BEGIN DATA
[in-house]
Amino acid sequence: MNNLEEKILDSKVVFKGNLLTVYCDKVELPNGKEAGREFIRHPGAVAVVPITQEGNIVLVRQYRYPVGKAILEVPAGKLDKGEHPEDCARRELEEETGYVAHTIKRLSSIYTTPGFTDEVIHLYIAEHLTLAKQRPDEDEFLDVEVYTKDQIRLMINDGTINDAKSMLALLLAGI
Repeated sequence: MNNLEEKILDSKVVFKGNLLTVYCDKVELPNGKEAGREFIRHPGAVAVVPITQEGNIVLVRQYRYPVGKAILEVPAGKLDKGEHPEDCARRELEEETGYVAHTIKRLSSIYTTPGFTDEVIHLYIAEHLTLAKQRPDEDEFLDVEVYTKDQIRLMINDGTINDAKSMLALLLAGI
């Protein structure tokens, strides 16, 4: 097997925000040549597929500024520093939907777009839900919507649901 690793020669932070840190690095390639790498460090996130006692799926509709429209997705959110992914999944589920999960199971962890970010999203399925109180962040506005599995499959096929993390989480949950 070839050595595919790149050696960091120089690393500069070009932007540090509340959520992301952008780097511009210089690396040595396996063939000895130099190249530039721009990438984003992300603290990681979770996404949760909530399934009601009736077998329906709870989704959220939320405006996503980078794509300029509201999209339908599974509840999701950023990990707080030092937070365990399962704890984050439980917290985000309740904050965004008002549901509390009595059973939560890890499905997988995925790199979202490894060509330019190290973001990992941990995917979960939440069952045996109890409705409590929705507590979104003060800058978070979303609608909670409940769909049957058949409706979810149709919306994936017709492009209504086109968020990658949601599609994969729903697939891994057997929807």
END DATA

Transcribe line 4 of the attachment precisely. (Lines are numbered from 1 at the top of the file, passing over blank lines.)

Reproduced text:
């Protein structure tokens, strides 16, 4: 097997925000040549597929500024520093939907777009839900919507649901 690793020669932070840190690095390639790498460090996130006692799926509709429209997705959110992914999944589920999960199971962890970010999203399925109180962040506005599995499959096929993390989480949950 070839050595595919790149050696960091120089690393500069070009932007540090509340959520992301952008780097511009210089690396040595396996063939000895130099190249530039721009990438984003992300603290990681979770996404949760909530399934009601009736077998329906709870989704959220939320405006996503980078794509300029509201999209339908599974509840999701950023990990707080030092937070365990399962704890984050439980917290985000309740904050965004008002549901509390009595059973939560890890499905997988995925790199979202490894060509330019190290973001990992941990995917979960939440069952045996109890409705409590929705507590979104003060800058978070979303609608909670409940769909049957058949409706979810149709919306994936017709492009209504086109968020990658949601599609994969729903697939891994057997929807």